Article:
Dear Friends in Christ,
In just a few days it will be Christmas. As in past years, I fully expect that we will see many visitors joining us for Mass. That is wonderful. Now some may lament that many of these visitors don’t regularly come every week. That is true, but we can and should be glad that they are here. The challenge is to welcome them and encourage them to indeed come back soon. Periodically, but not too often, I will receive a report that a visitor will come to Mass and have an unpleasant experience; that someone made a less than charitable remark or chastised them for sitting in “their regular seat”. Needless to say, I cringe. As I said, thank goodness, this does not occur too often. I can only imagine how this might impact someone who does not come to Mass very often. I do not think it inspires them to return anytime soon. I also know that this is not representative of our parish. But to that visitor, who unfortunately encounters that one person, that remark is easily translated to “everybody in St. John Vianney parish”. One of the things that all of us have to realize is that time is always changing. The way we act and the words we speak can easily be misunderstood. St. Thomas Aquinas had a famous dictum “Quidquid recipitur ad modum recipientis recipitur” (that which is received is received according to the mode of the recipient) or, as my professors told me, ‘we all have tin ears’ meaning that we hear what we want to hear. While we can’t totally control how others may receive what we say or how we act, we do have control over our words and actions. Are we intentionally being welcoming, inspiring, positive or encouraging? Or are we being negative, unwelcoming, hostile or discouraging?
There are studies, reports and articles galore that tell the depressing story of how young people are walking away from Christianity. This is not a Catholic issue. This is across the board with all churches and all faiths. Some churches try to compromise or dilute the teachings of Christianity – that has not worked and cannot work. Others have tried to translate the message of Jesus into a contemporary idiom using pop culture, music, etc. My favorite examples are where the traditional sanctuary is replaced with a coffee bar or TV talk show stage with a rock band off to the side like Jimmy Kimmel, James Corden, or Jimmy Fallon. Sorry, those don’t work and won’t last either. Quite frankly, Christians are just not as good as the secular world at being the secular world! The more we try to be relevant, the less effective we are at being faithful to the message of Christ. Why are so many walking away? Maybe it is because we are so poor at living the message ourselves. In a wonderfully funny twist of irony, one of the reasons that many people say they don’t like Christians and Christianity is because we are intolerant. Therefore, Christians should not have a voice or a place in society (check out the objections by several senators to certain Catholic nominees for various government positions over the last few years! They were deemed unacceptable because they were faithful Catholics – very tolerant, no?).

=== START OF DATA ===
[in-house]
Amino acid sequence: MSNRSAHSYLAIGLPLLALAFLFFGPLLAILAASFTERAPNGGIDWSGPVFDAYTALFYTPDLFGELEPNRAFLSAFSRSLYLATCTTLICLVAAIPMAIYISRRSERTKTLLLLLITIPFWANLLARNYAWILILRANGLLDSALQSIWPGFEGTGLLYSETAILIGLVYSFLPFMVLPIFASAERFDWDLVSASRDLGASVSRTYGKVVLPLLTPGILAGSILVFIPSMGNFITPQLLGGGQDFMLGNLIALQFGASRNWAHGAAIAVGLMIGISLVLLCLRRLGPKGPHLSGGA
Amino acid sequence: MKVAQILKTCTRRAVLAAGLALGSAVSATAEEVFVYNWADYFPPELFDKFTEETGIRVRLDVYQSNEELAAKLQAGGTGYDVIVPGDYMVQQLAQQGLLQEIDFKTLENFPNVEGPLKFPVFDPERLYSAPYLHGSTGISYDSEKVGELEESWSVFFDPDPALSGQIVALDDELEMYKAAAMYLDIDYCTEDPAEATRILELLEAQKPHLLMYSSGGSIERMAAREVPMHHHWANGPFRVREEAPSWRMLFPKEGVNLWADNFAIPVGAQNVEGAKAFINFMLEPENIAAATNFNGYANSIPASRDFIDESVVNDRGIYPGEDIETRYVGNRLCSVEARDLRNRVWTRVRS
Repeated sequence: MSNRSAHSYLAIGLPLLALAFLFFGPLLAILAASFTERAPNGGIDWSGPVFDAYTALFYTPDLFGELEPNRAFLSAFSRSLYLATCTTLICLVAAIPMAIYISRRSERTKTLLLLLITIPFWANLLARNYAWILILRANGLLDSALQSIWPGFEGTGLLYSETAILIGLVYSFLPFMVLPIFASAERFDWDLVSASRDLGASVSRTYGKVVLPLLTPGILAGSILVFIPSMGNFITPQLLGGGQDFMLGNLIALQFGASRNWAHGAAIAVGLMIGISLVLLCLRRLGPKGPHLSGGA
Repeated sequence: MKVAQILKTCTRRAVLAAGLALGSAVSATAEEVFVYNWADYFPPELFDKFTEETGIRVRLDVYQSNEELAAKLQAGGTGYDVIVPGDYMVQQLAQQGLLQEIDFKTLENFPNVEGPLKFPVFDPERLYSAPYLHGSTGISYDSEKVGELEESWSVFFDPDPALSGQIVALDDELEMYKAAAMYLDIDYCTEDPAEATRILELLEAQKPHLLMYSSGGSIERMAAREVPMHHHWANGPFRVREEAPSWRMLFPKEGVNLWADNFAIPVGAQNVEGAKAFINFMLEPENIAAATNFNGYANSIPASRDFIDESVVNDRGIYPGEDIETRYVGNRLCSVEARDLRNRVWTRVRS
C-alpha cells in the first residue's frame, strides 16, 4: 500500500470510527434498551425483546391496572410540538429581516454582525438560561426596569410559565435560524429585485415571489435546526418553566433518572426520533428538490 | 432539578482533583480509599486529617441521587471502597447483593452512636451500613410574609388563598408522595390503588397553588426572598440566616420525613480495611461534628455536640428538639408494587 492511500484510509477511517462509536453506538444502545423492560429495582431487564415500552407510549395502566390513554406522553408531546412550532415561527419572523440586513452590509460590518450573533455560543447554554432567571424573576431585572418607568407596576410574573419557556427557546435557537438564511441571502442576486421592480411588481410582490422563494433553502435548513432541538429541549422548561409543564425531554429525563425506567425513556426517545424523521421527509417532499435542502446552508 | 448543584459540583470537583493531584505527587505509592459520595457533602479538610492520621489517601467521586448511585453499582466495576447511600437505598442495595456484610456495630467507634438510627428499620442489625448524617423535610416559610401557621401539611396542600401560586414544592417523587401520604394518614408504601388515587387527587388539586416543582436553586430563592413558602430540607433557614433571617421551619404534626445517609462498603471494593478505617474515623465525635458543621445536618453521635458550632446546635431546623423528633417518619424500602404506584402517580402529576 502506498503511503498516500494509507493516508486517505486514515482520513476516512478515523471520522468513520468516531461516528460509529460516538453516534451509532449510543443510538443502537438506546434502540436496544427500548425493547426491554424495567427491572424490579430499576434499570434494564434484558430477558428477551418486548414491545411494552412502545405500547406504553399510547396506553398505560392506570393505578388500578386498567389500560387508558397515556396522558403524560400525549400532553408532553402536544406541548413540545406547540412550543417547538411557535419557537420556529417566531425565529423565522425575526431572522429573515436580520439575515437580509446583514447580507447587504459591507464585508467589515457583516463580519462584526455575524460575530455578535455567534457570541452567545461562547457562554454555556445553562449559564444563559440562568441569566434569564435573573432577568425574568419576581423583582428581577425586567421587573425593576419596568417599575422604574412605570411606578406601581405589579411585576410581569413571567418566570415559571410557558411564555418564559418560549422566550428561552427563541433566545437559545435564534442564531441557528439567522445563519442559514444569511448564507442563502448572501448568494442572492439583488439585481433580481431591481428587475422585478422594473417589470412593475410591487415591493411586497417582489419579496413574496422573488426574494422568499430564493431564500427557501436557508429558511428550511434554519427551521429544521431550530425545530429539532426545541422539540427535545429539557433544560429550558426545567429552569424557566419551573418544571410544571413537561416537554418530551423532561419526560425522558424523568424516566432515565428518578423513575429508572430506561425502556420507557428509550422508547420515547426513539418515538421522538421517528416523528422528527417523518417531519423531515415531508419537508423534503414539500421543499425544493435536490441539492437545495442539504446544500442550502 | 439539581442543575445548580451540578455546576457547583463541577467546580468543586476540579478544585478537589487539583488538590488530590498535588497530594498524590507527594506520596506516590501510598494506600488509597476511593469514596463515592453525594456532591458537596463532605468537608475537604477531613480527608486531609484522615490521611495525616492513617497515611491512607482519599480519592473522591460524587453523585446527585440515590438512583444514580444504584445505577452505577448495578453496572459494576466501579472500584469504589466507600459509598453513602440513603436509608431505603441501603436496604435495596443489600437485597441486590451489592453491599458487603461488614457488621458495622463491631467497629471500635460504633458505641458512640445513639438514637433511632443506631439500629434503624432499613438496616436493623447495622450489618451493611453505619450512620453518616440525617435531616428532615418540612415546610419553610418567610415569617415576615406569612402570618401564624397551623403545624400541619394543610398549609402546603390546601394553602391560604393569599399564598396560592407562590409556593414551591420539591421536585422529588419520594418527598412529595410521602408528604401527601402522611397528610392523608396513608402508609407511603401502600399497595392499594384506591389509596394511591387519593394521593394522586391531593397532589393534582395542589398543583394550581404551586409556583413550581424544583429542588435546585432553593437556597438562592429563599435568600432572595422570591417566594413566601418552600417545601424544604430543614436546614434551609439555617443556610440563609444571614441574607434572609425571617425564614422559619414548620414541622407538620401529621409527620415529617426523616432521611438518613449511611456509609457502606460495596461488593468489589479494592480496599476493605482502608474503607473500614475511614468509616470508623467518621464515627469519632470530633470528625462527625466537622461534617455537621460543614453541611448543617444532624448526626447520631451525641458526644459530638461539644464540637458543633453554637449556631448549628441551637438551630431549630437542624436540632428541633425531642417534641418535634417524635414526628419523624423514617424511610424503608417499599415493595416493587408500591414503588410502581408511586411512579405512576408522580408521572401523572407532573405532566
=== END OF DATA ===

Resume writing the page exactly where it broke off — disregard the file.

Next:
In this time of confusion, fear, anxiety and so much else, maybe the best thing for all of us as followers of Jesus is to simply ACT like followers of Jesus. Instead of trying to repackage or change the message of the gospel to make it more popular, maybe we can just simply and authentically live it. When we live our daily lives following Jesus as best we can, then we will all be better. Holiness is the key to happiness! When we trust the Lord without fear, giving our cares to him, doing our best, letting go of our sinful habits, forgiving others their faults and seeking forgiveness for ours, bearing wrongs patiently, seeing the good in everyone and every situation, giving thanks and praise to God for the blessings we have, we will become closer to Jesus, and that will help bring others closer to him too.
Be not afraid or ashamed to love Him with all your heart!
In Pace Christi,